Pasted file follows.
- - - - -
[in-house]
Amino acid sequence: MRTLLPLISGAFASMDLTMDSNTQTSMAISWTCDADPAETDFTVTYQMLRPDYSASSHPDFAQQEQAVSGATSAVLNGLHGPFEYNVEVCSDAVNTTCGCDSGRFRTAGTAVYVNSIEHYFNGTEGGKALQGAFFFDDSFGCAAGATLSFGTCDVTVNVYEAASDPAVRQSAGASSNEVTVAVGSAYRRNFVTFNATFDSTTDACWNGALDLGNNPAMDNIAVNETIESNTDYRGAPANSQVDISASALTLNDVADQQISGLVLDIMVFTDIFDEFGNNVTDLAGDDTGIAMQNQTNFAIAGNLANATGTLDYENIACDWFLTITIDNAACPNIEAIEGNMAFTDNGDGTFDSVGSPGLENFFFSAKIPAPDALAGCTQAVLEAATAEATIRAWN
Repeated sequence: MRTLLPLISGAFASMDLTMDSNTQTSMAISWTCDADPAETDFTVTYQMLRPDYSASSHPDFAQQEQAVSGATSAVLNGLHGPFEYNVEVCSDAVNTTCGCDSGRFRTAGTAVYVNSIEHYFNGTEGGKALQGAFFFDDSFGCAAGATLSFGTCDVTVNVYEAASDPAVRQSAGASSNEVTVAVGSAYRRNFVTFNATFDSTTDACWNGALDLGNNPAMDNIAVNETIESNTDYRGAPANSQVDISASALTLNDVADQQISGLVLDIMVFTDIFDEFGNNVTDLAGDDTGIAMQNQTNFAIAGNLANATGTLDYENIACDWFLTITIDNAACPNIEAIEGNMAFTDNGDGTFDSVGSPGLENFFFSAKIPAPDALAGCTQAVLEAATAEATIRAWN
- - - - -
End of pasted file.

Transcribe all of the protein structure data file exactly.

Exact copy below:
[in-house]
Amino acid sequence: MRTLLPLISGAFASMDLTMDSNTQTSMAISWTCDADPAETDFTVTYQMLRPDYSASSHPDFAQQEQAVSGATSAVLNGLHGPFEYNVEVCSDAVNTTCGCDSGRFRTAGTAVYVNSIEHYFNGTEGGKALQGAFFFDDSFGCAAGATLSFGTCDVTVNVYEAASDPAVRQSAGASSNEVTVAVGSAYRRNFVTFNATFDSTTDACWNGALDLGNNPAMDNIAVNETIESNTDYRGAPANSQVDISASALTLNDVADQQISGLVLDIMVFTDIFDEFGNNVTDLAGDDTGIAMQNQTNFAIAGNLANATGTLDYENIACDWFLTITIDNAACPNIEAIEGNMAFTDNGDGTFDSVGSPGLENFFFSAKIPAPDALAGCTQAVLEAATAEATIRAWN
Repeated sequence: MRTLLPLISGAFASMDLTMDSNTQTSMAISWTCDADPAETDFTVTYQMLRPDYSASSHPDFAQQEQAVSGATSAVLNGLHGPFEYNVEVCSDAVNTTCGCDSGRFRTAGTAVYVNSIEHYFNGTEGGKALQGAFFFDDSFGCAAGATLSFGTCDVTVNVYEAASDPAVRQSAGASSNEVTVAVGSAYRRNFVTFNATFDSTTDACWNGALDLGNNPAMDNIAVNETIESNTDYRGAPANSQVDISASALTLNDVADQQISGLVLDIMVFTDIFDEFGNNVTDLAGDDTGIAMQNQTNFAIAGNLANATGTLDYENIACDWFLTITIDNAACPNIEAIEGNMAFTDNGDGTFDSVGSPGLENFFFSAKIPAPDALAGCTQAVLEAATAEATIRAWN